Mayor Jean Quan said Oakland is a city "on the rise" in a State of the City address tonight that was full of optimism but short on specifics.
Quan didn't mention the Occupy Oakland protests that have brought national and even international attention to her city except to obliquely say that the city has experienced "lots of turns" and "challenges."
Quan also didn't mention the two recall efforts against her or talk about Oakland's crime problem, which includes five homicides in the past week, until the end of her 50-minute speech, which was 20 minutes longer than the 30-minute goal she set in a briefing with reporters earlier in the day.
When she addressed public safety, which she said was one of the top priorities residents talked to her about in the many community meetings she has held since becoming mayor a year ago, Quan said, "We have to reduce homicides and violence in the city."
She also said Oakland's Police Department must comply with reform measures that were mandated in the settlement of a misconduct case nine years ago.
Quan reiterated the goal she first expressed in her inaugural address a year ago of concentrating on reducing crime in the 100 most dangerous blocks in Oakland, where she said 92 percent of the city's shootings and homicides occur.
Quan called on Oakland residents to volunteer in schools and libraries in those areas to mentor youths who could be prone to lives of crime. She said she had asked for 2,000 volunteers last year and about 1,000 people stepped forward so she is now seeking at least another 1,000 volunteers.
She said reducing crime in those 100 blocks may seem impossible to some people but she said, "It's noble, it's doable and it's something we must do."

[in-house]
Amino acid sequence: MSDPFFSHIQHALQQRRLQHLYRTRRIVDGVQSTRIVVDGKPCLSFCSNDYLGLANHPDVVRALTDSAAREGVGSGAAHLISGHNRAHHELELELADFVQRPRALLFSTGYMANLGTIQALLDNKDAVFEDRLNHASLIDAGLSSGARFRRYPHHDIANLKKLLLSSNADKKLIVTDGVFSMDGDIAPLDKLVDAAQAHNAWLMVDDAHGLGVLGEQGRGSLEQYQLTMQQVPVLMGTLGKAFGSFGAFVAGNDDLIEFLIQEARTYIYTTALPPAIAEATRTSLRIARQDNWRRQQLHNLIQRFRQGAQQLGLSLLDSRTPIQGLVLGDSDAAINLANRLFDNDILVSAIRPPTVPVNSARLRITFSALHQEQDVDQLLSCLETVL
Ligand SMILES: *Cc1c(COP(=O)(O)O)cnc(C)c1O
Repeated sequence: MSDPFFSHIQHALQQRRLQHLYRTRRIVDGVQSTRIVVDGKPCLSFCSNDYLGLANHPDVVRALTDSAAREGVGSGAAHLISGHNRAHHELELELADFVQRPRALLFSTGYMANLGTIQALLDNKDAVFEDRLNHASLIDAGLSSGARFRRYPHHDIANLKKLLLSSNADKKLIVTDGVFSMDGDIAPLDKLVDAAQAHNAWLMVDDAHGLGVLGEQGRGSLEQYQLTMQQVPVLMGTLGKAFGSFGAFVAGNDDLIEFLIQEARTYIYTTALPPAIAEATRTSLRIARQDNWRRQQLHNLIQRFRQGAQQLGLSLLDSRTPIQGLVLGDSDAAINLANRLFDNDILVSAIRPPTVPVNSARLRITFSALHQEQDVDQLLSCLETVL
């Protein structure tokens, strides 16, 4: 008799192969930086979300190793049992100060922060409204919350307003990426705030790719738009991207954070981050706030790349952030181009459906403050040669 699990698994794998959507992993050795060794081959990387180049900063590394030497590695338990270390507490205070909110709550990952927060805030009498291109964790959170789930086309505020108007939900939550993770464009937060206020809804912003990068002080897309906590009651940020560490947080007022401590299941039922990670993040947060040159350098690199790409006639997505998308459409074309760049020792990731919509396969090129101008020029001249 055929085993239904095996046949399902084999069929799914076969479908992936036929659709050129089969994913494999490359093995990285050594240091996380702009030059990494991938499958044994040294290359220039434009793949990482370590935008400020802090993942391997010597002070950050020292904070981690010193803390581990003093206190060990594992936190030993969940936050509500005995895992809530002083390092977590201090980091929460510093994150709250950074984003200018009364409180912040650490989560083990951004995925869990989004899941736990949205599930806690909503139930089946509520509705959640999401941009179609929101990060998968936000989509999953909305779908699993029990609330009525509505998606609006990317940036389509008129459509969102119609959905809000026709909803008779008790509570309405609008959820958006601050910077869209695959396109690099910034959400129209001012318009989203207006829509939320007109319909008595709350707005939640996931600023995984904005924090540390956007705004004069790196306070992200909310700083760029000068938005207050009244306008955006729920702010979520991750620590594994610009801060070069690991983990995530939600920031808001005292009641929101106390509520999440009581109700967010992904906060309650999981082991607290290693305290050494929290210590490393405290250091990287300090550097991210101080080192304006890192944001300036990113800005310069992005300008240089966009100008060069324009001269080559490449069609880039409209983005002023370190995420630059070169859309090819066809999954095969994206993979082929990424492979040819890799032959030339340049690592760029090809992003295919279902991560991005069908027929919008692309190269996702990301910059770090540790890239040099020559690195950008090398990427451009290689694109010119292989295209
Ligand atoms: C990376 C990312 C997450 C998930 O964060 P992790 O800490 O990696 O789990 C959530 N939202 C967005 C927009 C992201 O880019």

Quan said, "If we do it we'll change the cycle of violence in this city forever."
The mayor said she thinks Oakland is on the rise "because the economic numbers look better," as 5,000 new jobs were generated in the past year, the unemployment rate has dropped by 2 percent, building permits have increased, sales tax revenue increased by 12.4 percent and hotel tax revenues increased by 11.5 percent.
Quan also said, "Oakland has some of the best weather in the world" and she's excited that the New York Times named it the fifth best place in the world to visit and Newsweek named it the second most "can-do" city in the nation in terms of business development, sustainability, livability, transportation and infrastructure.
Quan added that her city has a thriving restaurant industry and mentioned that the New York Times said it has "the hottest restaurants in the Bay Area."
"We're trying to change the face of Oakland," Quan said. "Oakland is one of the most tolerant and diverse cities in the world and that's not our reputation."
Quan said when she became mayor Oakland had a $58 million deficit and few reserves but it has now balanced its budget and has its largest reserve in a decade.
She thanked city employees for taking a 10 percent pay cut, saying, "We balanced the budget with the sacrifices of city workers."
Quan said that in balancing the budget she and other city leaders reorganized the city's structure, merged departments and eliminated 350 positions.
Quan said that in addition to reducing crime, her goals for the next year include creating more affordable housing, strengthening mortgage and foreclosure laws, bringing in more retailers and keeping all three of Oakland's professional sports franchises.